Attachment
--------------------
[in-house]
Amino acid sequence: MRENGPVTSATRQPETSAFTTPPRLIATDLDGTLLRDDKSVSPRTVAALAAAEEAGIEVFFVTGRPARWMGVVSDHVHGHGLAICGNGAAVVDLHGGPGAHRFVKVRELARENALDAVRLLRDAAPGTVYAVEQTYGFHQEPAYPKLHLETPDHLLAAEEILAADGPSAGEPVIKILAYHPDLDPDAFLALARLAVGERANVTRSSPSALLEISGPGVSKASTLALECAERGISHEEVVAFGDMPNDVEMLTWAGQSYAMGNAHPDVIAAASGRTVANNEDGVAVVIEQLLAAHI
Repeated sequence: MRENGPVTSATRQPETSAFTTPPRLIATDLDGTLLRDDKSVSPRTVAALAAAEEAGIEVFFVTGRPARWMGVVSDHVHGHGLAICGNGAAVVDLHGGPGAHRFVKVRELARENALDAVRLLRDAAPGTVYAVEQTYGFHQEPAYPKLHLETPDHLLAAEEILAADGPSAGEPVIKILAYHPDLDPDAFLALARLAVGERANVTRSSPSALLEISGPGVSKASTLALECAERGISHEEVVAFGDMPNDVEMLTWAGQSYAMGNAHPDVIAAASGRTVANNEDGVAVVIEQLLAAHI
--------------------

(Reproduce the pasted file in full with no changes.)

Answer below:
[in-house]
Amino acid sequence: MRENGPVTSATRQPETSAFTTPPRLIATDLDGTLLRDDKSVSPRTVAALAAAEEAGIEVFFVTGRPARWMGVVSDHVHGHGLAICGNGAAVVDLHGGPGAHRFVKVRELARENALDAVRLLRDAAPGTVYAVEQTYGFHQEPAYPKLHLETPDHLLAAEEILAADGPSAGEPVIKILAYHPDLDPDAFLALARLAVGERANVTRSSPSALLEISGPGVSKASTLALECAERGISHEEVVAFGDMPNDVEMLTWAGQSYAMGNAHPDVIAAASGRTVANNEDGVAVVIEQLLAAHI
Repeated sequence: MRENGPVTSATRQPETSAFTTPPRLIATDLDGTLLRDDKSVSPRTVAALAAAEEAGIEVFFVTGRPARWMGVVSDHVHGHGLAICGNGAAVVDLHGGPGAHRFVKVRELARENALDAVRLLRDAAPGTVYAVEQTYGFHQEPAYPKLHLETPDHLLAAEEILAADGPSAGEPVIKILAYHPDLDPDAFLALARLAVGERANVTRSSPSALLEISGPGVSKASTLALECAERGISHEEVVAFGDMPNDVEMLTWAGQSYAMGNAHPDVIAAASGRTVANNEDGVAVVIEQLLAAHI